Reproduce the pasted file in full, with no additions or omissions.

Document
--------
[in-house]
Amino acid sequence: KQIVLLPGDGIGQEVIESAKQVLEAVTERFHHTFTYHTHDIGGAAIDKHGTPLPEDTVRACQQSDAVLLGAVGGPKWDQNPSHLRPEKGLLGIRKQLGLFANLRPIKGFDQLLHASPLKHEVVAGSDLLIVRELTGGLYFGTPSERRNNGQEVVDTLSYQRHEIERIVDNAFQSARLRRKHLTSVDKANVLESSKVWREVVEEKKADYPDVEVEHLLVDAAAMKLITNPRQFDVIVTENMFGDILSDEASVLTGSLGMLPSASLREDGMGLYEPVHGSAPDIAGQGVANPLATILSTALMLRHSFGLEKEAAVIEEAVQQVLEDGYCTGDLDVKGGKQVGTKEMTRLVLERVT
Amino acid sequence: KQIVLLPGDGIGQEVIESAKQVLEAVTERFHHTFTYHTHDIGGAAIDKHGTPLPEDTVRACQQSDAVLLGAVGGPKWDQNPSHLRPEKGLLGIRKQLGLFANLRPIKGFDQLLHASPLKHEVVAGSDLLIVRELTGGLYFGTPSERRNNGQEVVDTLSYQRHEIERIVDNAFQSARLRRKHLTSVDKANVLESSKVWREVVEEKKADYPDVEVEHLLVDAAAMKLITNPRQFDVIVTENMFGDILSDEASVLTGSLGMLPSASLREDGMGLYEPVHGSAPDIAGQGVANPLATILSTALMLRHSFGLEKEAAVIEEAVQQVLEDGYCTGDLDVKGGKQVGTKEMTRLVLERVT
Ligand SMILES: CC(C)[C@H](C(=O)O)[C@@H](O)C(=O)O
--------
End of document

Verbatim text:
[in-house]
Amino acid sequence: KQIVLLPGDGIGQEVIESAKQVLEAVTERFHHTFTYHTHDIGGAAIDKHGTPLPEDTVRACQQSDAVLLGAVGGPKWDQNPSHLRPEKGLLGIRKQLGLFANLRPIKGFDQLLHASPLKHEVVAGSDLLIVRELTGGLYFGTPSERRNNGQEVVDTLSYQRHEIERIVDNAFQSARLRRKHLTSVDKANVLESSKVWREVVEEKKADYPDVEVEHLLVDAAAMKLITNPRQFDVIVTENMFGDILSDEASVLTGSLGMLPSASLREDGMGLYEPVHGSAPDIAGQGVANPLATILSTALMLRHSFGLEKEAAVIEEAVQQVLEDGYCTGDLDVKGGKQVGTKEMTRLVLERVT
Amino acid sequence: KQIVLLPGDGIGQEVIESAKQVLEAVTERFHHTFTYHTHDIGGAAIDKHGTPLPEDTVRACQQSDAVLLGAVGGPKWDQNPSHLRPEKGLLGIRKQLGLFANLRPIKGFDQLLHASPLKHEVVAGSDLLIVRELTGGLYFGTPSERRNNGQEVVDTLSYQRHEIERIVDNAFQSARLRRKHLTSVDKANVLESSKVWREVVEEKKADYPDVEVEHLLVDAAAMKLITNPRQFDVIVTENMFGDILSDEASVLTGSLGMLPSASLREDGMGLYEPVHGSAPDIAGQGVANPLATILSTALMLRHSFGLEKEAAVIEEAVQQVLEDGYCTGDLDVKGGKQVGTKEMTRLVLERVT
Ligand SMILES: CC(C)[C@H](C(=O)O)[C@@H](O)C(=O)O